Retiree benefits become a flashpoint in the battle between charters and traditional schools

Students, parents and teachers take part in a February protest at Hamilton High organized by the Alliance to Reclaim Our Schools to oppose charter expansion.

Students, parents and teachers take part in a February protest at Hamilton High organized by the Alliance to Reclaim Our Schools to oppose charter expansion.

(Al Seib / Los Angeles Times)

A Woodland Hills charter school recently made an unusual offer to its veteran teachers: We’ll give you $30,000 if you return to the Los Angeles Unified School District before you retire.

It wasn’t the teachers that El Camino Real Charter High School wanted to get rid of. It was the cost of their retirement benefits.

The school’s cost-shifting strategy is one of many flashpoints between traditional public schools and the independent charters they compete with for students and money.


In this case, it’s a battle over who should pay for an employee’s health benefits after retirement — the charter school or the larger school district.

Financial challenges are all-but-universal in the education world, and retiree benefits are particularly costly. L.A. Unified’s unfunded liability for employee benefits has escalated to $13.6 billion.

The El Camino plan would add from $2.5 million to $4.2 million to that deficit, based on district estimates. The idea is that teachers would spend their careers in the charter school, but later transfer to LAUSD to qualify for the huge institution’s retirement benefits.

Except the district has decided not to play ball.

Teachers who return to the district, simply to retire, are not entitled to district retirement benefits, general counsel David Holmquist said.

“This would be an obligation that in my view would be the charter’s responsibility,” Holmquist said.

Officials reached that determination Friday, and, if that decision holds, then the recent retirees would have to turn to El Camino for retirement benefits after all.


The dispute is notable in part because of an effort by advocates to sharply increase the number of charter schools in Los Angeles.

Under that proposal, at least 260 additional charters would open over the next eight years, resulting in about half of L.A. Unified School District students being enrolled in these independently managed public schools. These backers argue that more charters will give parents more choices and improve education in the city.

But opponents say a huge increase in the number of charters could push the district to the brink of insolvency by draining resources and leaving behind students who are the most difficult and expensive to educate.

Charters are independently operated public schools and exempt from some rules that govern traditional, district-run campuses. Most charters are nonunion, and are not bound to match district benefits.

But El Camino did not want its teachers to feel as though they were giving up something when the campus left district control five years ago. So teachers retained their union representation.

L.A. Unified and the teachers union also agreed to give El Camino teachers up to five years to return to the district.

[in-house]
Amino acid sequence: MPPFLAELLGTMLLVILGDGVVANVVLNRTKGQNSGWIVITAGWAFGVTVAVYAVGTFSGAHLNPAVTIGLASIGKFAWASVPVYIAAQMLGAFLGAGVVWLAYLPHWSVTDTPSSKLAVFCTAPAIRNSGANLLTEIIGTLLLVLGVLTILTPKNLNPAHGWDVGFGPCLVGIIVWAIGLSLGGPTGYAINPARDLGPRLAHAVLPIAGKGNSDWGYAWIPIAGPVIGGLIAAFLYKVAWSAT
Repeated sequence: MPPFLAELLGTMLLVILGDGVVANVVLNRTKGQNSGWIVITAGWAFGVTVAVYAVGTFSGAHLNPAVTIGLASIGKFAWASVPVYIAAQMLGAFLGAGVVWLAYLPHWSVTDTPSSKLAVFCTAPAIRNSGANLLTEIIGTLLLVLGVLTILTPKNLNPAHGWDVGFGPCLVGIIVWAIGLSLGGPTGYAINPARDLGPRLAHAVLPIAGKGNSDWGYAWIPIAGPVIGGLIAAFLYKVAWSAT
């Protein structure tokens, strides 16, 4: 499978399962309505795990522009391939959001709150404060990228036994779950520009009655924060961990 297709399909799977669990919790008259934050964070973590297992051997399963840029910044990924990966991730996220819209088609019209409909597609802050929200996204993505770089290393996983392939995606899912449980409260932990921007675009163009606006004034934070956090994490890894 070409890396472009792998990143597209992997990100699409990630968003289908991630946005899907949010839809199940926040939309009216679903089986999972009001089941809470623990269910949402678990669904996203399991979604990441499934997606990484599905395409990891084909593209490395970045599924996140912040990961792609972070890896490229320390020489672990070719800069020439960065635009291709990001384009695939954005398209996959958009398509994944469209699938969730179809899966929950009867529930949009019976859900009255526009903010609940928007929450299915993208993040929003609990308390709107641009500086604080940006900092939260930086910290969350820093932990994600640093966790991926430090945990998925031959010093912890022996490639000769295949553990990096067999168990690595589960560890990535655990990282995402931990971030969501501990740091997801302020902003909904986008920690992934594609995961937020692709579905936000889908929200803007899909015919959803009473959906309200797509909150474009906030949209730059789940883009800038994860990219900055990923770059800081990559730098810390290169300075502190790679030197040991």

“This is a charter school that did at least try to do right by teachers,” said Monique Morrissey, an economist at the left-leaning Economic Policy Institute, which is based in Washington. “It did put a premium from the get-go on retaining unionized, professional teachers rather than taking the low road — using low-paid, unprofessional, nonunionized teachers and churning through them.”

As the teacher’s five-year window to return to the district drew near, El Camino administrators concluded that it was now or never to lighten its retirement burden.

Teachers with 17 or more years of experience could get $30,000 if they left and retired through L.A. Unified rather than El Camino. Teachers with fewer years of service qualified for reduced amounts.

According to L.A. Unified, 10 individuals with teaching credentials have submitted paperwork to return to L.A. Unified. Eight of those also indicated that they plan to retire.

Other employees also were eligible for smaller buyouts. Two administrators and two nonteaching staff members took advantage, according to El Camino.

Whatever happens, El Camino remains on the hook for most of its workers, a potential liability of more than $40 million, said Chief Business Officer Marshall Mayotte.


For health and life sciences teacher Evalyn Kallman, the timing of the buyout was right. She started teaching in her 20s and has worked well over 30 years.

“Even if I work another few years,” she said, “it won’t make a significant difference in the amount of retirement I get.”

The district already is paying $1 billion a year— from a $7.1-billion budget for benefits to both current and retired employees. This number is expected to rise sharply with an older, longer-living workforce. And money to pay for these costs has been limited by shrinking enrollment — in large measure because of the growth of charters.

“I do think it’s unfair — the idea that we are saddled with this obligation when another employer is benefiting from the services,” Holmquist said of El Camino’s plan. Which is not to say the strategy’s wisdom is lost on him. “I think it’s a smart business decision on their part,” he said.

Twitter: @howardblume


Editor’s note: Education Matters receives funding from a number of foundations, including one or more mentioned in this article. The California Community Foundation and United Way of Greater Los Angeles administer grants from the Baxter Family Foundation, the Broad Foundation, the California Endowment and the Wasserman Foundation. Under terms of the grants, The Times retains complete control over editorial content.


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